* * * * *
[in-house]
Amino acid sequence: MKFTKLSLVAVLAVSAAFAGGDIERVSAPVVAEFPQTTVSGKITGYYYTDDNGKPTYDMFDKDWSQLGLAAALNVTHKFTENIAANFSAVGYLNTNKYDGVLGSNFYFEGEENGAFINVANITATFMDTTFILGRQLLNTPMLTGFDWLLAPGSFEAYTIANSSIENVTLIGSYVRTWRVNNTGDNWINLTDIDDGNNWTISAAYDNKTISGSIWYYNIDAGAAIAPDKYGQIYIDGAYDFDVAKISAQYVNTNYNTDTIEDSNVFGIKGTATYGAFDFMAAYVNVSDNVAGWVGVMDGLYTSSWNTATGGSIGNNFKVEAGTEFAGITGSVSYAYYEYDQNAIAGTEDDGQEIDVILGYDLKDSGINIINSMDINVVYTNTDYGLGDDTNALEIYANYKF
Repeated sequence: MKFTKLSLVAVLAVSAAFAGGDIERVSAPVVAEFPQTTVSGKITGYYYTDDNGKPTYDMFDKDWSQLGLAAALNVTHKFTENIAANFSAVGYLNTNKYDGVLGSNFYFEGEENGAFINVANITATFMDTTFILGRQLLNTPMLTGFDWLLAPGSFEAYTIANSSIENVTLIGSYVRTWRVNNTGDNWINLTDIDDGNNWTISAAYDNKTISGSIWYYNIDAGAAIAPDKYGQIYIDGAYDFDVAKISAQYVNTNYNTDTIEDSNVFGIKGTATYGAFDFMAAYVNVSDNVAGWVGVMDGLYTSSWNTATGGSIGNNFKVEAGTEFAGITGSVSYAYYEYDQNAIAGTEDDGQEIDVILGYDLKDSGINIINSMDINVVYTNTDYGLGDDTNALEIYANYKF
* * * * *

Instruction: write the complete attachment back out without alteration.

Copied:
[in-house]
Amino acid sequence: MKFTKLSLVAVLAVSAAFAGGDIERVSAPVVAEFPQTTVSGKITGYYYTDDNGKPTYDMFDKDWSQLGLAAALNVTHKFTENIAANFSAVGYLNTNKYDGVLGSNFYFEGEENGAFINVANITATFMDTTFILGRQLLNTPMLTGFDWLLAPGSFEAYTIANSSIENVTLIGSYVRTWRVNNTGDNWINLTDIDDGNNWTISAAYDNKTISGSIWYYNIDAGAAIAPDKYGQIYIDGAYDFDVAKISAQYVNTNYNTDTIEDSNVFGIKGTATYGAFDFMAAYVNVSDNVAGWVGVMDGLYTSSWNTATGGSIGNNFKVEAGTEFAGITGSVSYAYYEYDQNAIAGTEDDGQEIDVILGYDLKDSGINIINSMDINVVYTNTDYGLGDDTNALEIYANYKF
Repeated sequence: MKFTKLSLVAVLAVSAAFAGGDIERVSAPVVAEFPQTTVSGKITGYYYTDDNGKPTYDMFDKDWSQLGLAAALNVTHKFTENIAANFSAVGYLNTNKYDGVLGSNFYFEGEENGAFINVANITATFMDTTFILGRQLLNTPMLTGFDWLLAPGSFEAYTIANSSIENVTLIGSYVRTWRVNNTGDNWINLTDIDDGNNWTISAAYDNKTISGSIWYYNIDAGAAIAPDKYGQIYIDGAYDFDVAKISAQYVNTNYNTDTIEDSNVFGIKGTATYGAFDFMAAYVNVSDNVAGWVGVMDGLYTSSWNTATGGSIGNNFKVEAGTEFAGITGSVSYAYYEYDQNAIAGTEDDGQEIDVILGYDLKDSGINIINSMDINVVYTNTDYGLGDDTNALEIYANYKF